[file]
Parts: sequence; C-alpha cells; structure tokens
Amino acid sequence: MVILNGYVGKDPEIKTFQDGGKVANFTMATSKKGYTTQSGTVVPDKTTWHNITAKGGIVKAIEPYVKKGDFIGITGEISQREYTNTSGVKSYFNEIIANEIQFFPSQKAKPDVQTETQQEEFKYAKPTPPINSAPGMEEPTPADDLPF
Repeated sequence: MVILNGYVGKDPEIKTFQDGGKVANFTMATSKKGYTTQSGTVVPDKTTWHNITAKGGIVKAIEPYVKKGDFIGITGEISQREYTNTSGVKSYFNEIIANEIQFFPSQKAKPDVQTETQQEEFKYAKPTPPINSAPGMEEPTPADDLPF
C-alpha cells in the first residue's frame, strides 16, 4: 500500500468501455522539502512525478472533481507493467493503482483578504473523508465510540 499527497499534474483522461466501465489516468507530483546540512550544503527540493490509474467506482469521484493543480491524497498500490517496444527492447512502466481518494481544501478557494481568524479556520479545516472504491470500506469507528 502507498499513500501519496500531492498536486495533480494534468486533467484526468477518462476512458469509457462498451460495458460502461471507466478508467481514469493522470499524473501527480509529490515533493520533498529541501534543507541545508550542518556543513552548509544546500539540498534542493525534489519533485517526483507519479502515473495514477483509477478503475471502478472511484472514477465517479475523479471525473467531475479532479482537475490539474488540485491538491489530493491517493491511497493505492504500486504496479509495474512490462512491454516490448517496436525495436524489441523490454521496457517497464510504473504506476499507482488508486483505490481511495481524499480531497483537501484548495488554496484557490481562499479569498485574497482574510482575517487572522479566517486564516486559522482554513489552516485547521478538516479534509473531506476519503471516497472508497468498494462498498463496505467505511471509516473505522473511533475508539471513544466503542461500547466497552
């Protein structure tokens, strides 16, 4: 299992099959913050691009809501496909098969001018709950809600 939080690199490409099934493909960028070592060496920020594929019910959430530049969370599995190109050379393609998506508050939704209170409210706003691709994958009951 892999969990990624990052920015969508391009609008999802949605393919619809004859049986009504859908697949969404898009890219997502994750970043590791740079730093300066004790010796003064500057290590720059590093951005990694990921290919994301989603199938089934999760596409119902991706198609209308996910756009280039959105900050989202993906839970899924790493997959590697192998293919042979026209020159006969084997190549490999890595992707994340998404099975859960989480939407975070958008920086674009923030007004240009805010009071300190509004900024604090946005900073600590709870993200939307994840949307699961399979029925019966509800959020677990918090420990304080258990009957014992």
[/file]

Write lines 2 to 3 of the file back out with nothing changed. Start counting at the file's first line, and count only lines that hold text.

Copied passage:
Amino acid sequence: MVILNGYVGKDPEIKTFQDGGKVANFTMATSKKGYTTQSGTVVPDKTTWHNITAKGGIVKAIEPYVKKGDFIGITGEISQREYTNTSGVKSYFNEIIANEIQFFPSQKAKPDVQTETQQEEFKYAKPTPPINSAPGMEEPTPADDLPF
Repeated sequence: MVILNGYVGKDPEIKTFQDGGKVANFTMATSKKGYTTQSGTVVPDKTTWHNITAKGGIVKAIEPYVKKGDFIGITGEISQREYTNTSGVKSYFNEIIANEIQFFPSQKAKPDVQTETQQEEFKYAKPTPPINSAPGMEEPTPADDLPF